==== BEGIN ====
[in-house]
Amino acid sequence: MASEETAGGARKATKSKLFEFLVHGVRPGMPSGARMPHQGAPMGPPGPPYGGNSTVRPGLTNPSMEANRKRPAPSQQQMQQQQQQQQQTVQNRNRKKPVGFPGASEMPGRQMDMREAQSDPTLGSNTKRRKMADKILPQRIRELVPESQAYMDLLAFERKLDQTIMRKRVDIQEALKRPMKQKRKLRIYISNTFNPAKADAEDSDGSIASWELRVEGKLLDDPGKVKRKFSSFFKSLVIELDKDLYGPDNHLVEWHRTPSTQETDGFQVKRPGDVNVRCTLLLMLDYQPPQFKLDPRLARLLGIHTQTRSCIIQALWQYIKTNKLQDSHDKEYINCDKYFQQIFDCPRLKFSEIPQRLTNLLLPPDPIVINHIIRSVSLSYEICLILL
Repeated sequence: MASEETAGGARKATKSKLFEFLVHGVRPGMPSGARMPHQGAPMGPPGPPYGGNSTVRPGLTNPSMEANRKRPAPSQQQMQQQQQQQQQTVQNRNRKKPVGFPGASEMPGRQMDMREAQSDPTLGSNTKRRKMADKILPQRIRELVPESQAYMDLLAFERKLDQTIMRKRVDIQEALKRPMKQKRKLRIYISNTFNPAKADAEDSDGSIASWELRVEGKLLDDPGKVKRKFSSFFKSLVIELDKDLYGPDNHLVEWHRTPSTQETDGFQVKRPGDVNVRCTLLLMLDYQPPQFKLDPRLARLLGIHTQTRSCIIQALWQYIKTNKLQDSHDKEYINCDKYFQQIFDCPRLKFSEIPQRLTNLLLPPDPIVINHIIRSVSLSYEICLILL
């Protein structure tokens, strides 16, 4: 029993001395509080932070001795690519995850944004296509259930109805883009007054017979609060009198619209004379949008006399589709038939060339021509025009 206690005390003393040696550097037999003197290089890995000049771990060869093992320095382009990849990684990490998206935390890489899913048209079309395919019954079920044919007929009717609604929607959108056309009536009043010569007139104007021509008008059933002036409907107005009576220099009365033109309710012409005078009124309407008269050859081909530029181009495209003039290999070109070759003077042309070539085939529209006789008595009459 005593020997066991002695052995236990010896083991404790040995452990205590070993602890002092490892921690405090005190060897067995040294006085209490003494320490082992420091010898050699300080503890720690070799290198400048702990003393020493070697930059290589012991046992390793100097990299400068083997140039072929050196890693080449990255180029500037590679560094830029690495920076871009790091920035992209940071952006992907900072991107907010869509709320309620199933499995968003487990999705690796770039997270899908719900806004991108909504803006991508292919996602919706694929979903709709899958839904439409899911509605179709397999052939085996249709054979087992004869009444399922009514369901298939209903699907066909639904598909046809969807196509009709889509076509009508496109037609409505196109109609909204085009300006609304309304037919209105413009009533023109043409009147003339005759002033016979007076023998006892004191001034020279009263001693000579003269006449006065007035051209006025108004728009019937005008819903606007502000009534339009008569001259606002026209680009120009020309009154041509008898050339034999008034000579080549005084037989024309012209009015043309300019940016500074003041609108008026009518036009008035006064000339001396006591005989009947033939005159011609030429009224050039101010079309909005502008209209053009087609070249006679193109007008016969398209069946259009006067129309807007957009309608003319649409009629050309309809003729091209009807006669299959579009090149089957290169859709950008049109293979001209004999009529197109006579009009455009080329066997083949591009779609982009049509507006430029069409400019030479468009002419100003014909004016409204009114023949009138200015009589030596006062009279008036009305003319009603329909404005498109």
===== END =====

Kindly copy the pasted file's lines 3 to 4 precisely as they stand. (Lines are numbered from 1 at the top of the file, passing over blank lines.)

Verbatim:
Repeated sequence: MASEETAGGARKATKSKLFEFLVHGVRPGMPSGARMPHQGAPMGPPGPPYGGNSTVRPGLTNPSMEANRKRPAPSQQQMQQQQQQQQQTVQNRNRKKPVGFPGASEMPGRQMDMREAQSDPTLGSNTKRRKMADKILPQRIRELVPESQAYMDLLAFERKLDQTIMRKRVDIQEALKRPMKQKRKLRIYISNTFNPAKADAEDSDGSIASWELRVEGKLLDDPGKVKRKFSSFFKSLVIELDKDLYGPDNHLVEWHRTPSTQETDGFQVKRPGDVNVRCTLLLMLDYQPPQFKLDPRLARLLGIHTQTRSCIIQALWQYIKTNKLQDSHDKEYINCDKYFQQIFDCPRLKFSEIPQRLTNLLLPPDPIVINHIIRSVSLSYEICLILL
């Protein structure tokens, strides 16, 4: 029993001395509080932070001795690519995850944004296509259930109805883009007054017979609060009198619209004379949008006399589709038939060339021509025009 206690005390003393040696550097037999003197290089890995000049771990060869093992320095382009990849990684990490998206935390890489899913048209079309395919019954079920044919007929009717609604929607959108056309009536009043010569007139104007021509008008059933002036409907107005009576220099009365033109309710012409005078009124309407008269050859081909530029181009495209003039290999070109070759003077042309070539085939529209006789008595009459 005593020997066991002695052995236990010896083991404790040995452990205590070993602890002092490892921690405090005190060897067995040294006085209490003494320490082992420091010898050699300080503890720690070799290198400048702990003393020493070697930059290589012991046992390793100097990299400068083997140039072929050196890693080449990255180029500037590679560094830029690495920076871009790091920035992209940071952006992907900072991107907010869509709320309620199933499995968003487990999705690796770039997270899908719900806004991108909504803006991508292919996602919706694929979903709709899958839904439409899911509605179709397999052939085996249709054979087992004869009444399922009514369901298939209903699907066909639904598909046809969807196509009709889509076509009508496109037609409505196109109609909204085009300006609304309304037919209105413009009533023109043409009147003339005759002033016979007076023998006892004191001034020279009263001693000579003269006449006065007035051209006025108004728009019937005008819903606007502000009534339009008569001259606002026209680009120009020309009154041509008898050339034999008034000579080549005084037989024309012209009015043309300019940016500074003041609108008026009518036009008035006064000339001396006591005989009947033939005159011609030429009224050039101010079309909005502008209209053009087609070249006679193109007008016969398209069946259009006067129309807007957009309608003319649409009629050309309809003729091209009807006669299959579009090149089957290169859709950008049109293979001209004999009529197109006579009009455009080329066997083949591009779609982009049509507006430029069409400019030479468009002419100003014909004016409204009114023949009138200015009589030596006062009279008036009305003319009603329909404005498109």